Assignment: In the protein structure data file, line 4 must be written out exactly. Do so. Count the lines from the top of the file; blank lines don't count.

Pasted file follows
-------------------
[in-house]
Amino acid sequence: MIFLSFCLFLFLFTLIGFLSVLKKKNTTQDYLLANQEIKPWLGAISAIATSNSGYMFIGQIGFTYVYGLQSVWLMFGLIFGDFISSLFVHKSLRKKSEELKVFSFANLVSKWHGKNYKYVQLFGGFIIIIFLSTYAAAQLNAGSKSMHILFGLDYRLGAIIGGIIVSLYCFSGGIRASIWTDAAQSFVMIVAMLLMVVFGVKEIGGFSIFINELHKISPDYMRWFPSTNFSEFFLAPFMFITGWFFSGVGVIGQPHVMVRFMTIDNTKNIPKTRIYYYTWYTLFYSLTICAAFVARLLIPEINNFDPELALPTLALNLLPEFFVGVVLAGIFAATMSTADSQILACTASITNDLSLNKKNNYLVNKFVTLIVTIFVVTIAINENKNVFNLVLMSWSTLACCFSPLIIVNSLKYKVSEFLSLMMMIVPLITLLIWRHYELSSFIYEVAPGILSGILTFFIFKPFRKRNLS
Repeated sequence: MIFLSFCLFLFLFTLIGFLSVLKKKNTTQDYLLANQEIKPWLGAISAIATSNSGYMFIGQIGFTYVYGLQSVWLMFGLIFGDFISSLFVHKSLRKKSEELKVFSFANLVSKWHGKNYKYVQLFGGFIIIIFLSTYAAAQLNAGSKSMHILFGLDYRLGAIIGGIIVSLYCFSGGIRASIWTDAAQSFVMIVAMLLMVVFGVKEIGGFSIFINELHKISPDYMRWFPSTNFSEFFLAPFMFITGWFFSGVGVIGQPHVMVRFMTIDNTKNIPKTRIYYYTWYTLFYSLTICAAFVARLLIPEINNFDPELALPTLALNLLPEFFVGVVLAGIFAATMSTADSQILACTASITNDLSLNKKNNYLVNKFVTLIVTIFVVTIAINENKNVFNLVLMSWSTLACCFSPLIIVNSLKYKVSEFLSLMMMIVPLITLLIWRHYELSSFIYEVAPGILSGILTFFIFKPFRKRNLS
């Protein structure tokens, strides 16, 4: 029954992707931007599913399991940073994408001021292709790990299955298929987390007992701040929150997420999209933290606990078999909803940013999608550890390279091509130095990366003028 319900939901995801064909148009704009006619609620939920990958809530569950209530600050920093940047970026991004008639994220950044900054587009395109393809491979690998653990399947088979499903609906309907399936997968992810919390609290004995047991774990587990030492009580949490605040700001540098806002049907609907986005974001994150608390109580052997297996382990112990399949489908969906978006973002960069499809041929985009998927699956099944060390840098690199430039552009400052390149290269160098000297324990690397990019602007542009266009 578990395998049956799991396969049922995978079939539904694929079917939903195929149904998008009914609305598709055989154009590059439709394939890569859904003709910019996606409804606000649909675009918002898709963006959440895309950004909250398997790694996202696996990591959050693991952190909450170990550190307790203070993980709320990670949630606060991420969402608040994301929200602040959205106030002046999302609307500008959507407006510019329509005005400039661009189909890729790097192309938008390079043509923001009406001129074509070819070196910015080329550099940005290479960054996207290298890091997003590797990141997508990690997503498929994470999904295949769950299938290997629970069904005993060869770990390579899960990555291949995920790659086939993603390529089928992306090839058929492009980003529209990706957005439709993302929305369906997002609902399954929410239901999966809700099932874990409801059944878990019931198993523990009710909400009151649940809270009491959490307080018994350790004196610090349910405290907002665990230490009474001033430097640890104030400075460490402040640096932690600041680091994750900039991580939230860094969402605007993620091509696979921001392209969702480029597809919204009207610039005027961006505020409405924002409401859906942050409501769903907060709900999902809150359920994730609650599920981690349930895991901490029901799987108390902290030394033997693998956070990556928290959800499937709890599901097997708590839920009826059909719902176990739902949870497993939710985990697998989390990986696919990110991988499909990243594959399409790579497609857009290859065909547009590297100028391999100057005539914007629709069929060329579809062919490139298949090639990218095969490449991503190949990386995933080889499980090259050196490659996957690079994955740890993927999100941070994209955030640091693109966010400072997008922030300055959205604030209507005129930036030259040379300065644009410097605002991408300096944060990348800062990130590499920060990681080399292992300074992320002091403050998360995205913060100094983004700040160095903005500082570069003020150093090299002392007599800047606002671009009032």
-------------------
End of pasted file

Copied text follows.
């Protein structure tokens, strides 16, 4: 029954992707931007599913399991940073994408001021292709790990299955298929987390007992701040929150997420999209933290606990078999909803940013999608550890390279091509130095990366003028 319900939901995801064909148009704009006619609620939920990958809530569950209530600050920093940047970026991004008639994220950044900054587009395109393809491979690998653990399947088979499903609906309907399936997968992810919390609290004995047991774990587990030492009580949490605040700001540098806002049907609907986005974001994150608390109580052997297996382990112990399949489908969906978006973002960069499809041929985009998927699956099944060390840098690199430039552009400052390149290269160098000297324990690397990019602007542009266009 578990395998049956799991396969049922995978079939539904694929079917939903195929149904998008009914609305598709055989154009590059439709394939890569859904003709910019996606409804606000649909675009918002898709963006959440895309950004909250398997790694996202696996990591959050693991952190909450170990550190307790203070993980709320990670949630606060991420969402608040994301929200602040959205106030002046999302609307500008959507407006510019329509005005400039661009189909890729790097192309938008390079043509923001009406001129074509070819070196910015080329550099940005290479960054996207290298890091997003590797990141997508990690997503498929994470999904295949769950299938290997629970069904005993060869770990390579899960990555291949995920790659086939993603390529089928992306090839058929492009980003529209990706957005439709993302929305369906997002609902399954929410239901999966809700099932874990409801059944878990019931198993523990009710909400009151649940809270009491959490307080018994350790004196610090349910405290907002665990230490009474001033430097640890104030400075460490402040640096932690600041680091994750900039991580939230860094969402605007993620091509696979921001392209969702480029597809919204009207610039005027961006505020409405924002409401859906942050409501769903907060709900999902809150359920994730609650599920981690349930895991901490029901799987108390902290030394033997693998956070990556928290959800499937709890599901097997708590839920009826059909719902176990739902949870497993939710985990697998989390990986696919990110991988499909990243594959399409790579497609857009290859065909547009590297100028391999100057005539914007629709069929060329579809062919490139298949090639990218095969490449991503190949990386995933080889499980090259050196490659996957690079994955740890993927999100941070994209955030640091693109966010400072997008922030300055959205604030209507005129930036030259040379300065644009410097605002991408300096944060990348800062990130590499920060990681080399292992300074992320002091403050998360995205913060100094983004700040160095903005500082570069003020150093090299002392007599800047606002671009009032």